3. Not that I endorse the idea at all, but I think the conveyor belt, the part after the groceries are run over the scanner, is seen quite often. Lots of people go in and buy a couple of items and have to wait in between punching in their customer card # and swiping their credit card and then finally signing the receipt or getting change back.
    And I bet they are after the one or two item shoppers more than the woman doing bargain shopping.
    Next time you run in for just an item or two count the seconds you are watching that black belt. I bet it is at least five.
    is that all it takes?

  4. Well, nancy may be accurate, but there are other considerations. Can anyone think of an environment more over-saturated with advertising than a supermarket? Putting ads on the conveyor belt is like installing a neon sign in Times Square. It’s bad enough that most stores already hand you a 6-foot receipt loaded with messages — along with multiple video screens, ads on carts, nearby magazine racks and ad-filled muzak. All that’s left is to make the cashier girl wear a digital sandwich board while singing jingles. If someone’s teaching ad students to think like this, it’s pretty sad.

  5. Carl LaFong says:

    I’m with nottomention and High Jive on this.
    I certainly understand the need to find new ways to reach consumers in today’s fractured media landscape. But as clever as many of these “non-traditional” placements undoubtedly are, they increasingly seem like one-shot gimmicks designed to win awards and impress other creatives rather than build brands.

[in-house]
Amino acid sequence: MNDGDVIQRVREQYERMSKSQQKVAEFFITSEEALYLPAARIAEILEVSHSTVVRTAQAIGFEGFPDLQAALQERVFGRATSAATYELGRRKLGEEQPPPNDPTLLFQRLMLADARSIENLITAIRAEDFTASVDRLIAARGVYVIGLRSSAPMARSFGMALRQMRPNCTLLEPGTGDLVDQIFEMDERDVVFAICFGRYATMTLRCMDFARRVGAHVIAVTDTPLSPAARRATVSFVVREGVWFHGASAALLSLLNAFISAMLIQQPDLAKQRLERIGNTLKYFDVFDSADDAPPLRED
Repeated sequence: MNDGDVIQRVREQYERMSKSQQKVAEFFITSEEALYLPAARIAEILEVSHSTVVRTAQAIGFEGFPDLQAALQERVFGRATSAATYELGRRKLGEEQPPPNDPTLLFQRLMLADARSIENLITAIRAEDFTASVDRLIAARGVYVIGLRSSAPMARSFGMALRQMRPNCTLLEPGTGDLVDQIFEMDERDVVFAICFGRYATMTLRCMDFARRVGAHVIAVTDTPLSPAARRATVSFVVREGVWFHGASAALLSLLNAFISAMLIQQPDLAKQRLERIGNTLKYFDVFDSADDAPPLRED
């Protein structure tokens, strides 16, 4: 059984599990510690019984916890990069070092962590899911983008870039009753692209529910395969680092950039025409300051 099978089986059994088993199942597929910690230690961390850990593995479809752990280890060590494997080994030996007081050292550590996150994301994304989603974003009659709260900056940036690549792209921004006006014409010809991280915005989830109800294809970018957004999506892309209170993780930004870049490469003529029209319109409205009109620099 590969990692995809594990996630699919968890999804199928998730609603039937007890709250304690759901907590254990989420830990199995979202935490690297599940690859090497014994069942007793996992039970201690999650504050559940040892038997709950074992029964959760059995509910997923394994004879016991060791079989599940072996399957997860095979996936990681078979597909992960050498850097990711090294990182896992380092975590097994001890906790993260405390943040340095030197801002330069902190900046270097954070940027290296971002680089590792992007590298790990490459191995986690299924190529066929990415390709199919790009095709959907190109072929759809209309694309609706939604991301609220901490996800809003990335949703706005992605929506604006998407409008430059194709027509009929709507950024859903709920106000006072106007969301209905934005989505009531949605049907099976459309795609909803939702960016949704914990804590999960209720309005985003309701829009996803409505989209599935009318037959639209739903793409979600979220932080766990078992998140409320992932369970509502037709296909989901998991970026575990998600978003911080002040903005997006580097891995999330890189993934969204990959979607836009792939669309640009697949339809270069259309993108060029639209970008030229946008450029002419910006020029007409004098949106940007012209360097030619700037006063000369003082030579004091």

The irony is that, instead of cutting through the clutter, these “guerilla and environmental” concepts only add to it. It’s not just supermarkets that are oversaturated with advertising. Sidewalks, bus shelters, urinals, barf bags on airplanes: Everywhere you look, somebody’s trying to sell you something. No wonder people have OD’d on advertising: There’s no escaping it.
    As I’ve said before, it’s only a matter of time before they start tattooing ads on the inside of your eyelids.
    Here’s a radical thought: Instead of finding wacky and unexpected new places to run ads, why not just come up with better ads?

  6. My radical thought: I dropped out of school.

  7. For a supermarket brand, I was once asked to come up with a message to put on the divider bars on those belts. My reply was why would we put a message there when the consumer’s shopping experience is coming to a close.
    That project was killed.

  8. i run an ad company and am very interested in the conveyor belt advertising idea. how much does it cost to print ads on the conveyor belts?

  9. Reply to HighJive August 17, 2006 10:24 PM:,
    Why are there people who think like you when people think outside the square with great ideas like this? Why can’t you just say “great idea”. Are you jealous or something? My comment comes some 3 years later because i just came across this but for goodness sake you have just become “there’s always someone in a group” person. It’s people who think like this who have made incredible inventions that help us live a bit better today. Boy oh boy.